For close on four decades, Stan – whose semi-detached house adjoined City’s old souvenir shop - lovingly tended to the pitch at Maine Road, always taking a huge professional pride in his work.
Despite often having to operate through the worst of the Manchester weather, the fabled head groundsman constantly sought to produce pitches that were the envy of his peers despite the old-fashioned technology that were the tools of the trade back then.
Over the course of his long career, Stan also became something of a guru, and was only too keen to pass on advice and the benefit of his huge professional expertise to up and coming groundsmen – not just working in football but other sports too.
Stan always took great pleasure in tending and guarding his pride and joy, though he would allow the players a light workout on a Friday afternoon!
Legend also has it that Stan would also regularly take his Alsatian dog for a late-night wander around Maine Road... just for a last check.
Through good times and bad – from the magical heyday of the Mercer/Allison glory years of the late 1960s through to the traumas of relegation - Stan provided a reassuring permanent presence at Maine Road right up until his retirement in the late 1990s.
Sadly, Stan passed away in December 2001 but his enormous contribution and lifelong legacy is still felt to this day.
So much so that, in honour of Stan’s enduring impact, the Club decided to mark his sterling service and impact in permanent fashion at the site of our former Maine Road home.
A memorial plaque bearing Stan’s name stands where the Maine Road centre circle used to sit as part of 'Gibson's Green', a plot of green situated in the middle of the new housing development that has sprung up at the site of our old stamping ground.
It was unveiled by club legends Mike Summerbee and Tony Book at a special ceremony held in the summer of 2014, to honour Stan and his four decades of his loyal service.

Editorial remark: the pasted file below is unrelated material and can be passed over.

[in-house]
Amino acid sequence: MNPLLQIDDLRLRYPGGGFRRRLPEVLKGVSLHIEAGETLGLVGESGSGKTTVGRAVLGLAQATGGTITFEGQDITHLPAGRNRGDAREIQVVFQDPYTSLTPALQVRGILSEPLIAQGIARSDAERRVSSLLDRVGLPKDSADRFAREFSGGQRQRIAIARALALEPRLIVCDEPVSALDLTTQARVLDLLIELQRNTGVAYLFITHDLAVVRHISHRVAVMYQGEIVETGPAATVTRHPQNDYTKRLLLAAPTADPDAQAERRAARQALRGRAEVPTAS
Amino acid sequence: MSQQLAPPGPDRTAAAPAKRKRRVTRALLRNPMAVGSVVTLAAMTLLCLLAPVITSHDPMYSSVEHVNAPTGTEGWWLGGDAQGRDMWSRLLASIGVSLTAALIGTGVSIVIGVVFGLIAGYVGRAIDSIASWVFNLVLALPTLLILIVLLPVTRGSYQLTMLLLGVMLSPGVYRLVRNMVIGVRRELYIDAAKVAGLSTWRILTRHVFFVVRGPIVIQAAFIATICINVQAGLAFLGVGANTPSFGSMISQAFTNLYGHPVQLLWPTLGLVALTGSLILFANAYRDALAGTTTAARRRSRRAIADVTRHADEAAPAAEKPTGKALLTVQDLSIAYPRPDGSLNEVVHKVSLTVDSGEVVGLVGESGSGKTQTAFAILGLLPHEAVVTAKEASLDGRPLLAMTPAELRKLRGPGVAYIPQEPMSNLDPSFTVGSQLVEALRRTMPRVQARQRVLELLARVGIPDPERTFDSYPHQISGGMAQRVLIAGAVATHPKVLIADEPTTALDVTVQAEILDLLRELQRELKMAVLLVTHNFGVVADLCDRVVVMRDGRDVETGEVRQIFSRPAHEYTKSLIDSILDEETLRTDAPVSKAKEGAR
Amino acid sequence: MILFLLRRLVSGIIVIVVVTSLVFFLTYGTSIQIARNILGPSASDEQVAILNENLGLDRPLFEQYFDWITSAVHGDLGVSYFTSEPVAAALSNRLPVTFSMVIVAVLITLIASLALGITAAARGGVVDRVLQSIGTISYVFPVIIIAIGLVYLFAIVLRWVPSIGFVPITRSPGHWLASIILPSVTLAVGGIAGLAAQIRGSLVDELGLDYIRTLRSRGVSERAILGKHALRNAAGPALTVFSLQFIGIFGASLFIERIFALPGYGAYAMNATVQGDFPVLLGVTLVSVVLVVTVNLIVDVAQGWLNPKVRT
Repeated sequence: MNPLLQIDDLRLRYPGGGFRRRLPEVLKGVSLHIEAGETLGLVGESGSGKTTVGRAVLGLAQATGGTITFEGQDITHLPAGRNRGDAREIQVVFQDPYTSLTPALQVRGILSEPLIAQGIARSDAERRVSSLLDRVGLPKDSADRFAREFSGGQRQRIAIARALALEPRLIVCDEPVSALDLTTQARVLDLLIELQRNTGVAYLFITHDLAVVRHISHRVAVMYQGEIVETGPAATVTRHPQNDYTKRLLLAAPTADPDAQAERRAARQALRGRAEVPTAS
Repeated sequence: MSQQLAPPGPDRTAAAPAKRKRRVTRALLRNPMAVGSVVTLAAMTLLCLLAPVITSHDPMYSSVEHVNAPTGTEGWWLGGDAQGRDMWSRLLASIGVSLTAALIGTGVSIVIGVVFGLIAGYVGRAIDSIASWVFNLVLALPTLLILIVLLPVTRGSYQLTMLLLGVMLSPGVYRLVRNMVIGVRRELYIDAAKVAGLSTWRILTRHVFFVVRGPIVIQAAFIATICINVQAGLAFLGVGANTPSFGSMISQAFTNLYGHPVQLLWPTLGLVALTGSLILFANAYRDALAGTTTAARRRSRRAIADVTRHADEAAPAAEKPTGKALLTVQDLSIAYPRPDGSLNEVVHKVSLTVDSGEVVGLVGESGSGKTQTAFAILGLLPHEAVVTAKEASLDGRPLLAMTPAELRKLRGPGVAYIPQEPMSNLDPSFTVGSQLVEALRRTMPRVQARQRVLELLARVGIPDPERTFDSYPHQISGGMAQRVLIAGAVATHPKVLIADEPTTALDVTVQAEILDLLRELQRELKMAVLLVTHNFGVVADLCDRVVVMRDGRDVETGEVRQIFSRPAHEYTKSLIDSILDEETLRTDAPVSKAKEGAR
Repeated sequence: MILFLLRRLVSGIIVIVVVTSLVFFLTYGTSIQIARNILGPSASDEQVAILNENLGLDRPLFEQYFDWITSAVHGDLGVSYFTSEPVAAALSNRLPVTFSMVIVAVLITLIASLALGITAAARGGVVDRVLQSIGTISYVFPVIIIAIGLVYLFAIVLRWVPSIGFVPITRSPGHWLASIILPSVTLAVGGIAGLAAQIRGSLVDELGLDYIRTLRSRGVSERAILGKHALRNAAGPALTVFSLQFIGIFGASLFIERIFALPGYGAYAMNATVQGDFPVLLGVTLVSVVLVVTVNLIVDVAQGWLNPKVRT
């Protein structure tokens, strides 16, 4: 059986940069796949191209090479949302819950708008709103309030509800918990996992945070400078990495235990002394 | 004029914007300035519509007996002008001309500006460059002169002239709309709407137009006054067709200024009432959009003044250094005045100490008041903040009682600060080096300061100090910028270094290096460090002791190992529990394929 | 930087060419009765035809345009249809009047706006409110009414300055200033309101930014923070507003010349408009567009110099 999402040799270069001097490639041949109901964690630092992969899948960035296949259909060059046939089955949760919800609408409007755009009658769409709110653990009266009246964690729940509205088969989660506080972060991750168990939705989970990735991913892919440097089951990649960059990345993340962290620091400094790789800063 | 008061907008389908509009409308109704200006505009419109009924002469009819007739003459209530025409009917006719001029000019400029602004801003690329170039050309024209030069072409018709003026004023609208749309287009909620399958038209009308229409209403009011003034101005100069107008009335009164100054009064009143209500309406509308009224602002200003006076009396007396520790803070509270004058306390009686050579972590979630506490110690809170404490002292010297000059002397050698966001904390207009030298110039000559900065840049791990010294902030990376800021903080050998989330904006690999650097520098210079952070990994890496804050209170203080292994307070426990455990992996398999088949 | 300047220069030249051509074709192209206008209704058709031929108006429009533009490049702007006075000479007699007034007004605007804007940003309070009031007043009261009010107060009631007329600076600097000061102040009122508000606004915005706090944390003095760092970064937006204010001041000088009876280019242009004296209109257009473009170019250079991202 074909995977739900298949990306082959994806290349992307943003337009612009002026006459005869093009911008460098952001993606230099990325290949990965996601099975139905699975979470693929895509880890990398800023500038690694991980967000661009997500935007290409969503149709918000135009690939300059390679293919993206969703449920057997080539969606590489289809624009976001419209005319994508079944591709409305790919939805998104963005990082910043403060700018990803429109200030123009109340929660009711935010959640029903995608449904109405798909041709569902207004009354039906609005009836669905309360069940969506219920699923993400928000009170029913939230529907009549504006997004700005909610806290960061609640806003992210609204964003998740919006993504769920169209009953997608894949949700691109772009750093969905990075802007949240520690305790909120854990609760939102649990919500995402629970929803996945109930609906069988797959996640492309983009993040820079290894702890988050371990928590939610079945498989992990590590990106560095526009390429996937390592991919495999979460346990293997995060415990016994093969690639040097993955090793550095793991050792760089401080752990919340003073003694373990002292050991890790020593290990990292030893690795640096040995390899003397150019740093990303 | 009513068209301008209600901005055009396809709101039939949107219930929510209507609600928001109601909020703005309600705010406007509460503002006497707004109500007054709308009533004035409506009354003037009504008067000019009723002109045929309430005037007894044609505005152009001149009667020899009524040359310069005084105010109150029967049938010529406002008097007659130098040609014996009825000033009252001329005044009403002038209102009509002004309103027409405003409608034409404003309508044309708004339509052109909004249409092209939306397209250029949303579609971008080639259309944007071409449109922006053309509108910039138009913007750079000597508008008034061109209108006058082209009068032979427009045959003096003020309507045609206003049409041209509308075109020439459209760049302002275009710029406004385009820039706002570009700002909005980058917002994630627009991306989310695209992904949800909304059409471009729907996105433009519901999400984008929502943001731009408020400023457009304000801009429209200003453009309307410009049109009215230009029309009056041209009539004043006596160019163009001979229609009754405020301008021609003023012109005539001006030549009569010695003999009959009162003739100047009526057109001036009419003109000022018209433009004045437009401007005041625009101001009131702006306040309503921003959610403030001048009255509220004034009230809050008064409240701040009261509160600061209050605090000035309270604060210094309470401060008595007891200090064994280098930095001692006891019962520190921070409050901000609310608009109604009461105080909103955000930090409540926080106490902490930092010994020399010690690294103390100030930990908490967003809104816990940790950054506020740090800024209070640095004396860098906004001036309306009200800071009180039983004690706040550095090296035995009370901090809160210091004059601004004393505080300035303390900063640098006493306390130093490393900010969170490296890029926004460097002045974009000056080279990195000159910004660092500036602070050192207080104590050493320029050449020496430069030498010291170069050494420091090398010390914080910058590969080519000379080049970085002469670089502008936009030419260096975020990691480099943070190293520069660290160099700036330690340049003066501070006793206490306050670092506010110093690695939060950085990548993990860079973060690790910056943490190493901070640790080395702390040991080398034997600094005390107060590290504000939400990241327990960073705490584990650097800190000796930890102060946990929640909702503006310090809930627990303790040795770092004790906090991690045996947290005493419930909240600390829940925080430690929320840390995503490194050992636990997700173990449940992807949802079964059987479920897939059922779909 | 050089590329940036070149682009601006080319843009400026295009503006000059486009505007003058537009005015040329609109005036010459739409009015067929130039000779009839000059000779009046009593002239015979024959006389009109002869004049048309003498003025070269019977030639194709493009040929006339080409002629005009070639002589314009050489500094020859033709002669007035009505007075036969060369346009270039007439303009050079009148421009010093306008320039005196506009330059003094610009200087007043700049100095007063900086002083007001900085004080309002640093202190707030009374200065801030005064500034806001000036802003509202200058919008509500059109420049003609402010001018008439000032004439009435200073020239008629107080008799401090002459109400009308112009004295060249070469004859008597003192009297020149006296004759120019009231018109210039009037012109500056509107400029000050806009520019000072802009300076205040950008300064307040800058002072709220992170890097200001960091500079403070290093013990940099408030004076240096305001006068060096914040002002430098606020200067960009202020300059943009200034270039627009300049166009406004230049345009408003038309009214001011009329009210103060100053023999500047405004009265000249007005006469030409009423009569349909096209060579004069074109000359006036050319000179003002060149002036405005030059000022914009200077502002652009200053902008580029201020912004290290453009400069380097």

And as City legend and Club ambassador Summerbee reveals, Stan’s impact at the Club was felt far beyond his sterling work in keeping the Maine Road playing surface in tip-top condition.
“When I came to City from Swindon, it wasn’t just because of Joe Mercer - it was also because of Stan,” Buzzer recalled.
“What he said to me about the club, the stadium and what it meant when I played at Maine Road for Swindon really had a big effect on me.
“So, Stan was very influential in me signing for the Club.
“Stan would also have been such a proud man to see the plaque with his name in Gibson’s Green where Maine Road stood
“We feel the same as he was close to us. He wasn’t just a groundsman, he was a friend.”
Another former Blues' great, Peter Barnes, echoed Buzzer’s words, emphasising the close bond Stan went on to forge with generations of City players.
''If there has ever been a better groundsman than Stan then I do not know of his existence,'' said the former England winger.
''It was an absolute privilege to play on a pitch prepared by Stan. He was the undoubted master. He was one of the nicest men you could wish to meet. He kept the pitch the best in the country and was a wonderful, warm person.
''The great thing about him, apart from the fact that he was the best at his job, was that he was also one of the lads.
''In my day we used to train on the pitch a lot more than they do these days and he would always be there wielding a pitchfork and having a go at us if we were making a mess of his beloved surface.''
Another former City icon, Gary Owen, was also in no doubt as to the vitally important role Gibson played at the Club.
''Stan was much more than a member of the staff at the football club, he formed part of its heartbeat,'' Owen recalled.
''He was not just a groundsman; he was a personal friend of many of the players and what is more he was the best at what he did.”
Grounds for approval in anyone's book surely!